Pre Silicon Validation Whitepaper | Verification And Validation | Central Processing Unit

Pre-silicon Validation

Alakesh Chetia, Sr. VP, Business Development Robert Birch, Chief Technology Officer TransEDA

Technical Backgrounder

Introduction Pre-silicon validation is generally performed at a chip, multi-chip or system level. The objective of pre-silicon validation is to verify the correctness and sufficiency of the design before sending the design for fabrication. This approach typically requires modeling the complete system, where the model of the design under test may be RTL, and other components of the system may be behavioral or bus functional models. By subjecting the design under test (DUT) to real-world-like input stimuli, pre-silicon validation aims to: • • • • Validate design sufficiency Validate design correctness. Verify implementation correctness. Uncover unexpected system component interactions.

Results Checking While it may be relatively easy to generate activity or stimulate the different ports or interfaces of a chip, the difficult part is to implement an automated results or data checking strategy. A system-level pre-silicon validation environment should relieve test writers from maintaining or keeping track of the data in test code to make the task easily manageable for a multi-ported system. Keeping track of the data becomes arduous when different agents in a system interact on the same address segments. Automated Test Generation The test creation and/or generation methodology is critical in building a system level pre-silicon validation environment capable of generating real-world-like stimuli. The test generation methodology is closely interrelated to the results checking strategy. A dynamic test generator and checker are more effective in creating very interesting, reactive test sequences. They are more efficient because errors can be detected as they happen. In a generate/run/post-process method, one may run a simulation for eight hours, only to find during the post-process checking that an error occurred 20 minutes into the simulation, with the balance of the simulation time being useless. An automated test generation tool should be capable of handling directed testing, pseudo-random testing and reactive testing. In directed testing, users specify the sequence of events to generate. This is efficient for verifying known cases and conditions. Pseudo-random testing is useful in uncovering unknown conditions or corner cases.

To achieve the goals outlined above a system level environment is required with special emphasis for handling the following situations. Concurrency Most complex chips have multiple ports or interfaces and there is concurrent, asynchronous and independent activity at these ports in a real system. A system-level verification environment should be able to create and handle such real-world concurrency to qualify as a pre-silicon validation environment. Concurrency needs to be handled in both the test controller and the bus/interface models used. Some models will return data when a transaction completes, so the test controller or environment can do data checking. Other models require the expected data to be provided up front so the model can do data checking when the transaction completes. Such behavior impacts the test checking methodology and the amount of concurrency that can be generated.

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the system must be tested with all possible variations in cycle timing that is allowed by the device specification. So. Further. Robust. Also. To fully validate adherence to a bus protocol. and to randomly vary delays and cycle relationships. which includes such items as bus functional models (BFMs) and protocol monitors.Pseudo-random test generation. Sometimes models generate or respond to signals on the bus with the same timing and do not provide programmable controllability. the test code or an additional layer of abstraction needs to handle such situations making the test writing more difficult and time consuming. Reactive test generation implies a change in test generation when a monitored event is detected during simulation. but not automatically handle deferred transactions and retries. where transactions are generated from user-defined constraints. An Architecture for Pre-silicon Validation We present here a case study of a pre-silicon validation environment set up to verify several versions of a bridge device connecting CPU with memory and I/O interfaces. it runs the risk of making the same wrong assumptions. is greatly enhanced with robust. a higher abstraction (such as transaction level) is required in the model API so that system level tests can be generated or created easily it is equally important to provide in the API low level signal timing control. a processor BFM may simply drive transactions on the bus. This means that the test generator should be able to change the timing of the models. High-quality Verification IP The quality of verification. Dynamic test generation also facilitates reactive test generation. can be interspersed with blocks of directed sequences of transactions at periodic intervals to re-create real-life traffic scenarios in a pre-silicon validation environment. For example. high-quality verification IP. the rate of maturity of an internally developed model is much slower than a commercial model that has been used by multiple independent design groups. and therefore the probability of shippable first-pass silicon. In such a case. such as data latencies and wait states. while on one hand. the models need to operate in a mode that fits into a pseudo-random test methodology. Simulation Enviornment CPU Model Communication Layer Test Templates Test Controller & Data Checker CPU I/F Custom Logic I/O I/F Mem I/F I/O I/F Memory Model Coverage Metrics PCI Model AGP Model . While this is sometimes required for proprietary interfaces. Whether the design team builds or buys the verification IP. Models must operate at the appropriate level of abstraction. A common mistake is to require the project group that develops the RTL to also create the verification IP used to verify the RTL. concurrency and programmable controllability. they must ensure that the models can fit into the test generation and checking strategy that is adopted. Models that load and execute a pre-compiled test sequence do not work in an environment where one can dynamically generate and check tests.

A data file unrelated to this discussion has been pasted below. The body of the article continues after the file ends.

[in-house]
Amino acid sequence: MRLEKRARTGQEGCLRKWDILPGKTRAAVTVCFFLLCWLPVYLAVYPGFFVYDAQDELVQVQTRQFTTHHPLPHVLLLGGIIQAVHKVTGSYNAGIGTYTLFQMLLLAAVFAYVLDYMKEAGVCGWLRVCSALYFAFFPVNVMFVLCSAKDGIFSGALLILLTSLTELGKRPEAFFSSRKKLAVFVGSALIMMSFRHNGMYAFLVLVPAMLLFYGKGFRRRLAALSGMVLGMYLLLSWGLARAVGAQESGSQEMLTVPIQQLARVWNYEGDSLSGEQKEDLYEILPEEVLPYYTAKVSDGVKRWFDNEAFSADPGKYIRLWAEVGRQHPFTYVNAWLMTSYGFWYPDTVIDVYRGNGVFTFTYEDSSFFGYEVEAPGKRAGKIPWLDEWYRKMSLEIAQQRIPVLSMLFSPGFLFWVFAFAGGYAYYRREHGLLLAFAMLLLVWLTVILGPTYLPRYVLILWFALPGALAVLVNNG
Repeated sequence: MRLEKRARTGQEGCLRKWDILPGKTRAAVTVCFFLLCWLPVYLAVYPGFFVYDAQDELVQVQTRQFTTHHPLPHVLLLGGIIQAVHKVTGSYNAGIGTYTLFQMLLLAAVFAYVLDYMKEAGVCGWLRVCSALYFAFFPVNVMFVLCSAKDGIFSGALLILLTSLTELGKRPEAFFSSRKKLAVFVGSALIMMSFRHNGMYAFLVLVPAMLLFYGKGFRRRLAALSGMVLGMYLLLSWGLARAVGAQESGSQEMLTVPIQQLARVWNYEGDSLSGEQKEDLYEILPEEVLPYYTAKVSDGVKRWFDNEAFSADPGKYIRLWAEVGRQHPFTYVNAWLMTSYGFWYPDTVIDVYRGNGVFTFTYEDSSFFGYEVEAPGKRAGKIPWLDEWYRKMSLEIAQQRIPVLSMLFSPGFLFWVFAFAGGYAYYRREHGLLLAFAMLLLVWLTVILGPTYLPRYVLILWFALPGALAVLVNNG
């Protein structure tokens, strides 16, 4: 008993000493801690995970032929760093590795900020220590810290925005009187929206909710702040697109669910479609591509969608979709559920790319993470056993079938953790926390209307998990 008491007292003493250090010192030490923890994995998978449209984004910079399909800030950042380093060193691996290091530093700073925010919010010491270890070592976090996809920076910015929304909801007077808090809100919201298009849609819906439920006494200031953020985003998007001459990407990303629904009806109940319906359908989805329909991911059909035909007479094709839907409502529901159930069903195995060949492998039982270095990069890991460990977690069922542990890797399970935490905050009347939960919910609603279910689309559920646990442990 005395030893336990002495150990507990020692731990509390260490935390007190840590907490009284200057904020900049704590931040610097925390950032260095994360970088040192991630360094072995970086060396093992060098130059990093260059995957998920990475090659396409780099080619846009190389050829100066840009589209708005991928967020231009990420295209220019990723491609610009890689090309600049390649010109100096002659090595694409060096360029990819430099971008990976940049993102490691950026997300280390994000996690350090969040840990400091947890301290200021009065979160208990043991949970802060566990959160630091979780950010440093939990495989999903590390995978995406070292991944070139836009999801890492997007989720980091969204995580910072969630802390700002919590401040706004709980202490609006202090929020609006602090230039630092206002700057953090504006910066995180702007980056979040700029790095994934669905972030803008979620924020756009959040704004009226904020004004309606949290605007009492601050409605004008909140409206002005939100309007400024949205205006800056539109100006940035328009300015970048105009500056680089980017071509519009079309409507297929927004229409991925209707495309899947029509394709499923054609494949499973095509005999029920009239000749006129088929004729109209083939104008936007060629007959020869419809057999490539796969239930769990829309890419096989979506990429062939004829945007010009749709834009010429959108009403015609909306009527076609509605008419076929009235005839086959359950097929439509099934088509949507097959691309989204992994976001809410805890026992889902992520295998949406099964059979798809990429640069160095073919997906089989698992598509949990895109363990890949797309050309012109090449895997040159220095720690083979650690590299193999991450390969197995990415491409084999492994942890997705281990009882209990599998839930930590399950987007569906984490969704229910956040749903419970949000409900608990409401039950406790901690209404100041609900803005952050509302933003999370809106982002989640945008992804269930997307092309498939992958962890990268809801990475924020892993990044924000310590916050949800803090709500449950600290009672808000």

* Configurable and Extensible: It is easily configurable and extensible allowing pre-silicon validation of multiple different configurations. for a user specified sequence. * Bus Protocol Monitors: The intelligent bus protocol monitors provide dynamic protocol checking and can be used in automated test generation environments. * Test Controller and Data Checker: The intelligent test controller utilizes BFMs and transaction generators to create constraint-based concurrent sequences of transactions at the different interfaces of the DUT. Being a dynamic test generator it can handle reactive test generation as well. Salient Features Some of the major features and characteristics of this environment are as follows: * Concurrency: It handles multiple concurrent. It is done automatically and transparently. The controller can generate transactions pseudo-randomly. * Robust.Verification components The major components of this pre-silicon validation environment are: * Bus Functional Models: The intelligent BFMs provide a transaction-level API. * Leveraging Design and Application Knowledge: It leverages application-specific knowledge so that only the pertinent application space is tested. and are designed to handle concurrency and parallelism. * Reusing the Test Environment: This architecture allows easy test and environment reuse. * Ease of Use: It is easy to use and intuitive without requiring the learning of a new language or methodology. High-quality Verification IP: The intelligent models and monitors provide appropriate level of abstraction and controllability for effective system level pre-silicon validation. An example application outlined the pre-silicon validation of a bridge device noting the use of BFMs. which can be used to provide dynamic feedback to user tests or automated test controllers. They are extensible to accommodate user-defined sequences. the controller provides for automated and dynamic data checking. monitors and an intelligent test controller and data checker. This makes it suitable to be used in an automated test generation environment. * Automated Test Generation: The intelligent test controller and data checker can handle user specified directed tests with automated data checking and/or automatically generate pseudo-random sequences of transactions with automated data checking. or a mix of both. It provides a consistent programmer’s view. They provide dynamic bus state information. Conclusion Pre-silicon validation requires a well thought out and proven strategy and helps achieve shippable first-pass silicon. The test writer does not need to write code to do data checking. Replacing the appropriate models and monitors easily validated subsequent generations of the DUT. It also offers a high degree of controllability for the model behavior to emulate a real device with real operating characteristics through programmable delay registers and configuration registers. * Results Checking: It has a built-in shadow memory system to handle automatic results checking. asynchronous and independent generation of transaction sequences at the different interfaces of the DUT. . The key features to consider about a system-level pre-silicon validation environment are concurrency. In addition to test stimuli generation. It can also perform specific tasks or dynamically reload input constraints upon a certain event occurring during simulation. high-quality verification IP. automated test generation and results checking and. intelligent models and monitors comprising proven.